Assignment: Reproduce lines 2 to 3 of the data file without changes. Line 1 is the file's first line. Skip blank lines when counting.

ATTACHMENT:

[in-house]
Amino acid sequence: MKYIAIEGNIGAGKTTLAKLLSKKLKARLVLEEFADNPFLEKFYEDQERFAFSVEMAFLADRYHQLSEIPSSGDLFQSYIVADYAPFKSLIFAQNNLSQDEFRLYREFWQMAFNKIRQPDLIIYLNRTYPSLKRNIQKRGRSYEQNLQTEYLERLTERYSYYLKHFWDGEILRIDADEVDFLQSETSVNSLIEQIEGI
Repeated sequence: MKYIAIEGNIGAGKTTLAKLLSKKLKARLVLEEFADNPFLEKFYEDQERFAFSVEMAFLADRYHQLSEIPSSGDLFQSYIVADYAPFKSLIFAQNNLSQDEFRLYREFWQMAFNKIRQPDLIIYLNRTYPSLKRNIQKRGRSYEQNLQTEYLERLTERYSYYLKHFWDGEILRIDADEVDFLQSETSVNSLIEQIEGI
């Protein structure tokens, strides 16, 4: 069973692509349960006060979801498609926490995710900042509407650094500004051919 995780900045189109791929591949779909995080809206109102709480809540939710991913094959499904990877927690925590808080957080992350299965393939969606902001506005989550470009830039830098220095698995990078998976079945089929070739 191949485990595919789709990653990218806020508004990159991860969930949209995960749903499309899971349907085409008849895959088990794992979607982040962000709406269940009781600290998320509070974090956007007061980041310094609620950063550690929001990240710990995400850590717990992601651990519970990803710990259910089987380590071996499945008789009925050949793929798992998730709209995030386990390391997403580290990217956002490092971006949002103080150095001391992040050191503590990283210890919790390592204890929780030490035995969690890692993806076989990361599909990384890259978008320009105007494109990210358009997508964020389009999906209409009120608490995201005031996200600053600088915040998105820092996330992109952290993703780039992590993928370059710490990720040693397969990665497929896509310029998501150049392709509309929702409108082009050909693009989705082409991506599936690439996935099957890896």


Amino acid sequence: MKYIAIEGNIGAGKTTLAKLLSKKLKARLVLEEFADNPFLEKFYEDQERFAFSVEMAFLADRYHQLSEIPSSGDLFQSYIVADYAPFKSLIFAQNNLSQDEFRLYREFWQMAFNKIRQPDLIIYLNRTYPSLKRNIQKRGRSYEQNLQTEYLERLTERYSYYLKHFWDGEILRIDADEVDFLQSETSVNSLIEQIEGI
Repeated sequence: MKYIAIEGNIGAGKTTLAKLLSKKLKARLVLEEFADNPFLEKFYEDQERFAFSVEMAFLADRYHQLSEIPSSGDLFQSYIVADYAPFKSLIFAQNNLSQDEFRLYREFWQMAFNKIRQPDLIIYLNRTYPSLKRNIQKRGRSYEQNLQTEYLERLTERYSYYLKHFWDGEILRIDADEVDFLQSETSVNSLIEQIEGI